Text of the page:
By Christiana Ekpa
The Speaker of the House of Representatives, Rep. Femi Gbajabiamila on Wednesday said that the 9th Assembly Legislative Agenda adopted the reform of the Electoral Act as one of their principal priorities, because there are evident lapses in the way the country operate its political process.
The Speaker who made this known at a one day public hearing on Repeal of the Electoral Act 2010 in Abuja, said that with the lapses in the electoral process, there is the need for it to be addressed as a matter of urgency or else they risk a situation where Nigerians across the country lose faith in the political process.
According to Gabajabiamila, this is an outcome that they as lawmakers must act to prevent by all means, because without faith in the political process, government will not have the support it needs to drive change and make necessary improvements across all sectors of our national life.
“As Speaker, I have said many times in different fora, that until we fix the way we do politics in Nigeria, we cannot fix the way we run government. And we need to fix both politics and governance before we can hope to make real progress and achieve real prosperity in our country.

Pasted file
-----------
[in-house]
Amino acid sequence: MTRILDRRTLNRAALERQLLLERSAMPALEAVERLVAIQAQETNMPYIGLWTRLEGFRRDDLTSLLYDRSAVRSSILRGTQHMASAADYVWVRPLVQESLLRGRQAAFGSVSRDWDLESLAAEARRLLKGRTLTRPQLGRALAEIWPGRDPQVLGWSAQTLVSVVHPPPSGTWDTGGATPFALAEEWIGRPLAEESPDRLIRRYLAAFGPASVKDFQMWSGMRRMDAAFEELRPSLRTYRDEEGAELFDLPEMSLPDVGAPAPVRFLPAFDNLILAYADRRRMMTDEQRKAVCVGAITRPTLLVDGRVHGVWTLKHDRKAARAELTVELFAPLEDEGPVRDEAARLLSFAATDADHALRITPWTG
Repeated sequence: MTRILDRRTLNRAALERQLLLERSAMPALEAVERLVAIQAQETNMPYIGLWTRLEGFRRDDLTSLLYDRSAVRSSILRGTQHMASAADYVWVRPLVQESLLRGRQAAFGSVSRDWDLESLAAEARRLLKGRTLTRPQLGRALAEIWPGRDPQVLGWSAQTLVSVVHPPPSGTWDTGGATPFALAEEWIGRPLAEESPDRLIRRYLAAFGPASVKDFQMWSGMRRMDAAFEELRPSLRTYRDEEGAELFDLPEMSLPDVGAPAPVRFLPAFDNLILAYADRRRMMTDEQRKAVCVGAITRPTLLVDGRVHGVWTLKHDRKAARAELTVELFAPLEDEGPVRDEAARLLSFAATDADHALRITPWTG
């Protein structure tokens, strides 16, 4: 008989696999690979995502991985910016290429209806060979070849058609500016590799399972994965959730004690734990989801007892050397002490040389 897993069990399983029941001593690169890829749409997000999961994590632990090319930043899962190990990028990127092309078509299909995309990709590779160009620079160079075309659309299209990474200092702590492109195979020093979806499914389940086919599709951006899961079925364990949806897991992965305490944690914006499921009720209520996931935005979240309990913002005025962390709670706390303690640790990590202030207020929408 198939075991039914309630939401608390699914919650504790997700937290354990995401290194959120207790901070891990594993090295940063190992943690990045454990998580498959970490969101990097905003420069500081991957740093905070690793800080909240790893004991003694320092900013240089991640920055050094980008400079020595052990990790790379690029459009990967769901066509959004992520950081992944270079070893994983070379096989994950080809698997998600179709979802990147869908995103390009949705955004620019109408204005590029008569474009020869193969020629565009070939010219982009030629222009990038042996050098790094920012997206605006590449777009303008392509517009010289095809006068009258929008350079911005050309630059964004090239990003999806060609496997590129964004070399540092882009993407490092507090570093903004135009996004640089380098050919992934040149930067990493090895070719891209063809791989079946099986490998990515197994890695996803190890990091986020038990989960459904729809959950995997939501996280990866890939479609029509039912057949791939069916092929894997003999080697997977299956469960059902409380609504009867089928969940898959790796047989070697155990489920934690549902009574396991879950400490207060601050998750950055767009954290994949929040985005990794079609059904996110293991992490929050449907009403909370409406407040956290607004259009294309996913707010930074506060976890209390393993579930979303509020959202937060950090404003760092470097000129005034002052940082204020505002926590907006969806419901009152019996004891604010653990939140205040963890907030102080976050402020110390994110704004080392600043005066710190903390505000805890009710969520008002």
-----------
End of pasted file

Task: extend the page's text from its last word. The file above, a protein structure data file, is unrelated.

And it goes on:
“A review of our electoral processes since 1999 till date will show that there has in fact been significant improvements in both process and outcomes.
“We have recorded incremental improvements overtime. And for this, we owe a debt of gratitude to successive generations of poll workers, who often at great risk to themselves and for very little compensation have advanced the progress of our electoral systems against all odds,” he said.
Gbajabiamila said that however, the challenge they face now is that for too many Nigerians, incremental change is no longer enough, that there is an expectation that the National Assembly will lead the way in taking legislative action to deliver big, fundamental, and structural changes across the electoral process from nomination through to inauguration.
‘This is not an unreasonable expectation – after twenty years of democracy, it is not too much to expect that we will have by now established an electoral process that is efficient, reliable, and capable of delivering democratic outcomes that are beyond reproach.
“Some of the reforms of our electoral system that we hope to achieve, will not be achieved only by amending the Electoral Act. We need also to review and improve the Constitution of the Federal Republic of Nigeria. That process has begun and will continue alongside our legislative efforts on the Electoral Act.